The Back-Up Knife
Reader Sir James sent me the following e-mail:
I was laying on the couch watching Hurt Locker and there is a scene where one solider is sitting on top of another in the mount and the one on the bottom pulls out a knife. This caused me to pull out my knife (Lone Wolf T2) which has a point down orientation and required a fair bit of manipularion to open from my prone position.
Now I know that a point up orientation is better for self-defence from when I used to carry a regular Spyderco Endura, and that got me to thinking about my newer Spyderco Waved Endura. A folding knife with a Waved feature opens (with a slight bit of practice) as you draw the knife out of your pocket because the hook catches onto the corner of the pocket. If not done right, it can lead to an open but not locked knife but that is where the practice comes in.
So for a folding knife to use from being on the ground I’d recommend a knife with a Waved feature.
In order of speed:
1. A fixed blade in a no-snap kydex sheath.
2. A locking folder with a Waved feature.
3. A locking (one handed) folder with a blade up orientation.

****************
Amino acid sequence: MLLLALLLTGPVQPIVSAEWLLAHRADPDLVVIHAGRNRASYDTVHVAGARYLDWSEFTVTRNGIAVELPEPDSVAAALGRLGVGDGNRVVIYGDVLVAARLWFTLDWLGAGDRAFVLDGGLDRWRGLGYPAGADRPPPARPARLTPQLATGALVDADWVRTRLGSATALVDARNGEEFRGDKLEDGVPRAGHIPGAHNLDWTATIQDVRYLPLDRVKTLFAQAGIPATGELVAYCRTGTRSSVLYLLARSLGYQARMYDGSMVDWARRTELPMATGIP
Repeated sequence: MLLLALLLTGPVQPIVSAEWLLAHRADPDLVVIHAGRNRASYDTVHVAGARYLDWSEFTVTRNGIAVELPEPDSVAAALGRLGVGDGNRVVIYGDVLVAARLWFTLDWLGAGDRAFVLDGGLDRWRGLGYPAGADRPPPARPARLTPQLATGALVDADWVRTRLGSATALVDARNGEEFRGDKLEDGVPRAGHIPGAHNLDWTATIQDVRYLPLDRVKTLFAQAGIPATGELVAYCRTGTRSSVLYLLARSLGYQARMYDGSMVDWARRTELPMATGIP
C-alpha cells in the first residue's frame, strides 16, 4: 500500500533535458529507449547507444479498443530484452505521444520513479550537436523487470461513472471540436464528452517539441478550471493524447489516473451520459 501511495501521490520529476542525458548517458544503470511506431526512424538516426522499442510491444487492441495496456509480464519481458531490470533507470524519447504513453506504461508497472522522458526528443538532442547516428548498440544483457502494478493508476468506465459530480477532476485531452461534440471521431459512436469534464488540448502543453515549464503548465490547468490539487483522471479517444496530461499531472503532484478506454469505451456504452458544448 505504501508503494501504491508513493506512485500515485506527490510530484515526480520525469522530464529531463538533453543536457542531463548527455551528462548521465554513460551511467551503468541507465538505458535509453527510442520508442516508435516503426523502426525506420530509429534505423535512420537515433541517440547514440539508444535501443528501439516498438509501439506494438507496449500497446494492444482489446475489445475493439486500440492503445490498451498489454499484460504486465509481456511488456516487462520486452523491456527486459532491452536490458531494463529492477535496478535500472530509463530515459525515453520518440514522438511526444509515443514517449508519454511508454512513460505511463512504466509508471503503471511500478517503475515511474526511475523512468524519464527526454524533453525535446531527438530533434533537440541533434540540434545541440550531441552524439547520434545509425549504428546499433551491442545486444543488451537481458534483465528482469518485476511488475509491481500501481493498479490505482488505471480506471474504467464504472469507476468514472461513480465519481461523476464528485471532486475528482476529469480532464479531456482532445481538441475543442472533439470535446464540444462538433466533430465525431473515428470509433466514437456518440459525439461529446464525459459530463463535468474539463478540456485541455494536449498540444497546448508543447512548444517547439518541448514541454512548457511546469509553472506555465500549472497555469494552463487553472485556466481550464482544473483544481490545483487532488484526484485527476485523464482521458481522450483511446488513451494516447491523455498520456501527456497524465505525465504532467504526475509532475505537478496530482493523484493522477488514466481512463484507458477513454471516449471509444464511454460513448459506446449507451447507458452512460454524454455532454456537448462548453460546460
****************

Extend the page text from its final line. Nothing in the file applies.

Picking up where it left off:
4. A locking (one handed) folder with a blade down orientation [This being the least desireable.]
In reviewing the latest Dog Brothers video many fighters carry a back-up knife that they pull after the opponent has closed. In my correspondence with reader Tommy, we are both in agreement that the back-up knife is a serious option for the long stick stylist.
The question is, do you want to surprise a closing, grappling opponent with your blade, or should you make your blade visible to deter him from closing?
In my opinion, the real purpose of the knife in the espada y daga method is to keep the opponent from closing. The old “grab the stick” technique employed by so many masters becomes harder when a knife is involved. Rushing somebody with a stick and a knife no longer sounds like such a good idea.